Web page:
Palace Hills. The very name struck shivers down the spine of the affluent city of Goldendale.
Unfortunately, eighteen-year-old Nina Sharman has no choice but to call the poverty-stricken neighborhood her new home.
Life seems bleak until a chance meeting with Conner Hale changes her mind and captures her heart, leading her to believe that maybe Palace Hills wasn’t so bad after all.
However, one tragic case of mistaken identity changes everything and leads to an event so horrifying that Nina believes she could never recover.
Choosing to leave Conner behind, Nina vows never to return to Palace Hills again.
Five years later, Nina has a new home, a new boyfriend and a new life. Yet, still haunted by the ghosts of her past, Nina finds she must return to Palace Hills to put an end to a nightmare, which has haunted her for years.
Upon her return, one vital slip in judgement threatens to bring the life she had worked so hard to build to come crashing down.
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Thanks to her Mom’s unwavering devotion to read a childhood bedtime story to her every single night, S. BRIONES LIM’s love for books began before she could even speak.
Raised in Southern California, Lim initially dreamt of becoming an artist. After a Psychology Degree (Summa cum Laude), a stint in Art School, and a career in Advertising/Media she is finally diving back into her first love – books. As a self-renowned bookworm, Lim’s love for reading has inspired her to pen her own novels and hopes her readers will fall in love with her stories as much as she enjoys writing them.
Her obsessions include time with family, Cherry Coke, popcorn with jalapeños, watching movies and her dogs, Tobi and Roscoe. She currently lives in Virginia with her husband.
The blazing sun hit my pale skin, warming me to my core. I stayed seated on the low steps to our (old) new two bedroom ranch, and propped my elbows against the splintered wooden steps. The navy blue paint had faded and chipped away in some parts, creating a dirtied look. It was a far cry from our penthouse in the city, but I guess it could have been worse.
With closed eyes, I leaned my head back and drank in the sun’s rays, trying to forget everything for once, when I heard, “Hey!”
I opened my eyes and noticed a boy about my age motioning to me. He was pretty tall and nicely built, with the most striking blue eyes. Even from where I sat I could make out the iciness of his irises. They were the prettiest eyes I’d ever seen and looked like two circles of frost beneath a border of dark lashes. I gazed at him, probably looking extremely stupid. I didn’t move and quietly took in the clenching of his jaw muscles and the flexing of his biceps as he waved his arms, trying to get my attention. He took a baseball cap off his head and rubbed his hand over his buzzed hair, looking exasperated.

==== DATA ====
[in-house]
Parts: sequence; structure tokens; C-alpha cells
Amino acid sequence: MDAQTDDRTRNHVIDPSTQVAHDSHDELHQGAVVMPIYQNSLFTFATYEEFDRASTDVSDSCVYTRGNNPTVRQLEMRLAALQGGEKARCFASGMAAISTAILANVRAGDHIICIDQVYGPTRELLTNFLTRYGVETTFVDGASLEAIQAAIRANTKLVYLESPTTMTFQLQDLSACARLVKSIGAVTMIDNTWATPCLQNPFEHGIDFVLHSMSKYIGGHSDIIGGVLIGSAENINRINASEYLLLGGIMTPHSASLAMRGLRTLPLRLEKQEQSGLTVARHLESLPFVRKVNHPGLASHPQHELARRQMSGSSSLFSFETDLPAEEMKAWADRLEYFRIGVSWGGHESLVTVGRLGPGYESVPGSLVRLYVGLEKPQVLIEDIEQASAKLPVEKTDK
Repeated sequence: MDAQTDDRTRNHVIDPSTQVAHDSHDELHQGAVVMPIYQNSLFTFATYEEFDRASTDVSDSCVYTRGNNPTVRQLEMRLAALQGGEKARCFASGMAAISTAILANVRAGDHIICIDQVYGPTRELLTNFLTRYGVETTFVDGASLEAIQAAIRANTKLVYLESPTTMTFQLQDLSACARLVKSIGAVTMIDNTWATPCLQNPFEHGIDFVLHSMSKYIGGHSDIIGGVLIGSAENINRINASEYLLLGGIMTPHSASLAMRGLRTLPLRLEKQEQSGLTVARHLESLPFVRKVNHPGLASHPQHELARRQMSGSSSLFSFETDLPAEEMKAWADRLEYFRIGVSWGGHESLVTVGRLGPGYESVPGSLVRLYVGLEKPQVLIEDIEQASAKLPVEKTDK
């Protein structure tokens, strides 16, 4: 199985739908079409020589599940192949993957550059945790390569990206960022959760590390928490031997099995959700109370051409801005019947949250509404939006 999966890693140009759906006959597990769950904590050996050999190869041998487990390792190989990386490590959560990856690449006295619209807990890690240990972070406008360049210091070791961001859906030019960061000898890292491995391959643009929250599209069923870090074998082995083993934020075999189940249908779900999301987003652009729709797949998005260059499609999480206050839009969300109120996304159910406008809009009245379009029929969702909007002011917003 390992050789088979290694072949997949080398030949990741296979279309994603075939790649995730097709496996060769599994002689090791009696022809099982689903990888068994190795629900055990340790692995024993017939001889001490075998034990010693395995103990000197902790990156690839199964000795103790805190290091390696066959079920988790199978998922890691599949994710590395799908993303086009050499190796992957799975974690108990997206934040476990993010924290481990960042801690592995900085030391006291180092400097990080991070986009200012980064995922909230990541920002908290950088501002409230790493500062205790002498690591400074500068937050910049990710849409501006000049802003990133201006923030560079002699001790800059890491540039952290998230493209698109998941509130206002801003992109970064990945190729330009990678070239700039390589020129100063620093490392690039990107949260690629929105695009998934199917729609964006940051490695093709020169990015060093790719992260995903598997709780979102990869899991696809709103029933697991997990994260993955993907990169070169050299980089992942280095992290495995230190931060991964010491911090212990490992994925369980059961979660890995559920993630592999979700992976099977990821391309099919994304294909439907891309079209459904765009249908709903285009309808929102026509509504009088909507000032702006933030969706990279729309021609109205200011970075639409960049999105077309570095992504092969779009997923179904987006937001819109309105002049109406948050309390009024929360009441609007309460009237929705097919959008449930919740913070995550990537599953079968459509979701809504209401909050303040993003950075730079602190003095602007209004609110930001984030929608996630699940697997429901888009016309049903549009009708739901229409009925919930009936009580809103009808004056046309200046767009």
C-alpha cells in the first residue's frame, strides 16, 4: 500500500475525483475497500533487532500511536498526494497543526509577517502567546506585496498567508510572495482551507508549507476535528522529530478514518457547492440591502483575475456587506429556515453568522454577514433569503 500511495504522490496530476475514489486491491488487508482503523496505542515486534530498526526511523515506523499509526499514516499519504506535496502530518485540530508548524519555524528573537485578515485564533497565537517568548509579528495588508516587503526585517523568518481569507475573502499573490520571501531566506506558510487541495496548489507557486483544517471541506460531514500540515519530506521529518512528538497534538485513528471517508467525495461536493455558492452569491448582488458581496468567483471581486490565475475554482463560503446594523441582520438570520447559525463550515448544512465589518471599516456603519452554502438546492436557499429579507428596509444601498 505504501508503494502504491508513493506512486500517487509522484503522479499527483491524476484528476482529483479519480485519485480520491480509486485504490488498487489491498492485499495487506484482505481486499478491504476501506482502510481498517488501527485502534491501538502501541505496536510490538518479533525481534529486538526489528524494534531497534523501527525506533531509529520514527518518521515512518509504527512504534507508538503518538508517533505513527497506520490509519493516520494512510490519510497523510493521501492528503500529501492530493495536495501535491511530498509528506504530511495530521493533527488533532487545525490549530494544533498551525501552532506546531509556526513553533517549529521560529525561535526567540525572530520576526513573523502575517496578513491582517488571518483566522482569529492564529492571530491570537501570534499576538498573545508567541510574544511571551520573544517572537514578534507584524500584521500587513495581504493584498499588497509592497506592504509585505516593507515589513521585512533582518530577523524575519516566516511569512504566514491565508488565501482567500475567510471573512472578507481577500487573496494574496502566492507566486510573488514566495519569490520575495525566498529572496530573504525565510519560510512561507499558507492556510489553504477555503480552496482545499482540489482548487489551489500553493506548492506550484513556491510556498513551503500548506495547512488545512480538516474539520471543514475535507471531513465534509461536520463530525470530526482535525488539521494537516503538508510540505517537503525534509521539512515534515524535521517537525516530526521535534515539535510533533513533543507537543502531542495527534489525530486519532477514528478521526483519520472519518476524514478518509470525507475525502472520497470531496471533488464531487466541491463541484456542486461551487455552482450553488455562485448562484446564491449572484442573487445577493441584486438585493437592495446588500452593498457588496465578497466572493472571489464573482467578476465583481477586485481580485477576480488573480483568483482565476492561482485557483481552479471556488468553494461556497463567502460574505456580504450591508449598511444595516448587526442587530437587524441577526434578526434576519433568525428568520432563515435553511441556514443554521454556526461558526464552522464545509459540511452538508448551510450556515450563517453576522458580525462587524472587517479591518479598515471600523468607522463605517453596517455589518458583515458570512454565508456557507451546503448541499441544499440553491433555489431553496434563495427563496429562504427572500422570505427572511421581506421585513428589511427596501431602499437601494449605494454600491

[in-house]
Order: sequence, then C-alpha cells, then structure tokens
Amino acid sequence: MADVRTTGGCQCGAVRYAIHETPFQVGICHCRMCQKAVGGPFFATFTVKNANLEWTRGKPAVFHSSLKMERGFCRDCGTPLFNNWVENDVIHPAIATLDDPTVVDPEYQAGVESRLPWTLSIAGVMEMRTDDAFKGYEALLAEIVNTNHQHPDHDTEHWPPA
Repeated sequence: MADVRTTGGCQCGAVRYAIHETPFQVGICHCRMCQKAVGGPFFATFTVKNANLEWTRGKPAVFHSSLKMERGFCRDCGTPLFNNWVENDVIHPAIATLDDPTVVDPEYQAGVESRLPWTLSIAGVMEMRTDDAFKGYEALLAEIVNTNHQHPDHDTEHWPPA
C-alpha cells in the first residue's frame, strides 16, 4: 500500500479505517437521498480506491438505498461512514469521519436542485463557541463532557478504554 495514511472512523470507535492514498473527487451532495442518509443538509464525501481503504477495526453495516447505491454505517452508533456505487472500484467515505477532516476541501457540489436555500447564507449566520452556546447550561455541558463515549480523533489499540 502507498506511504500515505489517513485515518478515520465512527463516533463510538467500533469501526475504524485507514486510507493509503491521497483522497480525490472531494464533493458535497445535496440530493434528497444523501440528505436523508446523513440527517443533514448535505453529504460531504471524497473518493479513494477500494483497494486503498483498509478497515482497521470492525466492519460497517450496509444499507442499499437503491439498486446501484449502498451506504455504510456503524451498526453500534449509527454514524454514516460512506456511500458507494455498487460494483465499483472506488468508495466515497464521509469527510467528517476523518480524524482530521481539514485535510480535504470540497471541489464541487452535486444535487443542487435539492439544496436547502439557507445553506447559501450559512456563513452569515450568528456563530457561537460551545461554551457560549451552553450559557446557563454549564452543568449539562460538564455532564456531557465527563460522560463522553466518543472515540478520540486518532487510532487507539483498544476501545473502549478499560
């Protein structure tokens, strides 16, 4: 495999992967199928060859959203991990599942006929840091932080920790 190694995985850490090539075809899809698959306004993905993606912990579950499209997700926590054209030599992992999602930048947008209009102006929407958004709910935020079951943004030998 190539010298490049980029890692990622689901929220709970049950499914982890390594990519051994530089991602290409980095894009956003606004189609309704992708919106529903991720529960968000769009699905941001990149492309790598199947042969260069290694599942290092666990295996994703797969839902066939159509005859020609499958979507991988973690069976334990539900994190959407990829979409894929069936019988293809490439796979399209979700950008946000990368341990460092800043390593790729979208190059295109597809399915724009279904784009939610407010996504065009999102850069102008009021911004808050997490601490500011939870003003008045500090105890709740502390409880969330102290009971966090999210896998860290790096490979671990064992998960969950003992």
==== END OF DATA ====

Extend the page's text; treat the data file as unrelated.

“What?” I yelled back, finally finding my voice. I shook my head slightly, feeling embarrassed for checking him out.
“Can you get me my ball?” There was a bossy edge to his tone that I didn’t like. It reminded me of the boys I went to school with at Goldendale Prep. They always felt entitled to things they didn’t deserve—those arrogant bastards.
The boy leaned against our fence looking completely bored. I blinked and looked around, noticing a bright orange basketball sitting a few feet away from me. It was nestled in the browning grass that surrounded our little abode. I pushed myself from the rickety steps and walked over to the ball. I stopped a few inches in front of it and in melodramatic flair, bent over and slowly picked it up. Smirking, I called out, “What’s the magic word?”
The boy rolled his eyes and shook his head. “Just give me the ball. I’m late!”
“I’m not giving it to you until you say the magic word!” I shot back.
“Fine!” he groaned. Through gritted teeth he said, “Stop being a bitch! Now give it to me!” He grinned at me as if he was oh so pleased with himself.
My mouth dropped open in shock. Angrily, I dropped the ball and placed my right foot on top. I grabbed for the pocket of my pastel yellow shorts and pulled out a black pocket knife. As the boy watched in horror, I flipped the knife open and leaned over, stabbing the ball with the pointed edge. The orange ball quickly deflated, looking like a blob underneath my foot.